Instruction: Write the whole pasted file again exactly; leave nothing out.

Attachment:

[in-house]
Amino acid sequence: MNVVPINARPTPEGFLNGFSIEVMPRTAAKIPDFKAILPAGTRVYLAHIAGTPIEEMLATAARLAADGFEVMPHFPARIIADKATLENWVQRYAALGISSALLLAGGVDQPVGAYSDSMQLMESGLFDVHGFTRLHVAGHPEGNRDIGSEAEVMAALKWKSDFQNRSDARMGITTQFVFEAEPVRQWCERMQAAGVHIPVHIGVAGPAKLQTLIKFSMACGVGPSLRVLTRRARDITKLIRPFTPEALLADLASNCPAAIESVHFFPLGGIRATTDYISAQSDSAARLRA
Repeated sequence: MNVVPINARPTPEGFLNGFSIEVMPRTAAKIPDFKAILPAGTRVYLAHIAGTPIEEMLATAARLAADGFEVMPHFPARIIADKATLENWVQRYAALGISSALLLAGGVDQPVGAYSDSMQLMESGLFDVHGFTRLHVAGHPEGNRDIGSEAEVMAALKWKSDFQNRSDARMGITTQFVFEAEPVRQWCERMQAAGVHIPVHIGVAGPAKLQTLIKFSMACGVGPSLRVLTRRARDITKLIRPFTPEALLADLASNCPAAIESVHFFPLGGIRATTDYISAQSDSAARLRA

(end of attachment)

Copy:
[in-house]
Amino acid sequence: MNVVPINARPTPEGFLNGFSIEVMPRTAAKIPDFKAILPAGTRVYLAHIAGTPIEEMLATAARLAADGFEVMPHFPARIIADKATLENWVQRYAALGISSALLLAGGVDQPVGAYSDSMQLMESGLFDVHGFTRLHVAGHPEGNRDIGSEAEVMAALKWKSDFQNRSDARMGITTQFVFEAEPVRQWCERMQAAGVHIPVHIGVAGPAKLQTLIKFSMACGVGPSLRVLTRRARDITKLIRPFTPEALLADLASNCPAAIESVHFFPLGGIRATTDYISAQSDSAARLRA
Repeated sequence: MNVVPINARPTPEGFLNGFSIEVMPRTAAKIPDFKAILPAGTRVYLAHIAGTPIEEMLATAARLAADGFEVMPHFPARIIADKATLENWVQRYAALGISSALLLAGGVDQPVGAYSDSMQLMESGLFDVHGFTRLHVAGHPEGNRDIGSEAEVMAALKWKSDFQNRSDARMGITTQFVFEAEPVRQWCERMQAAGVHIPVHIGVAGPAKLQTLIKFSMACGVGPSLRVLTRRARDITKLIRPFTPEALLADLASNCPAAIESVHFFPLGGIRATTDYISAQSDSAARLRA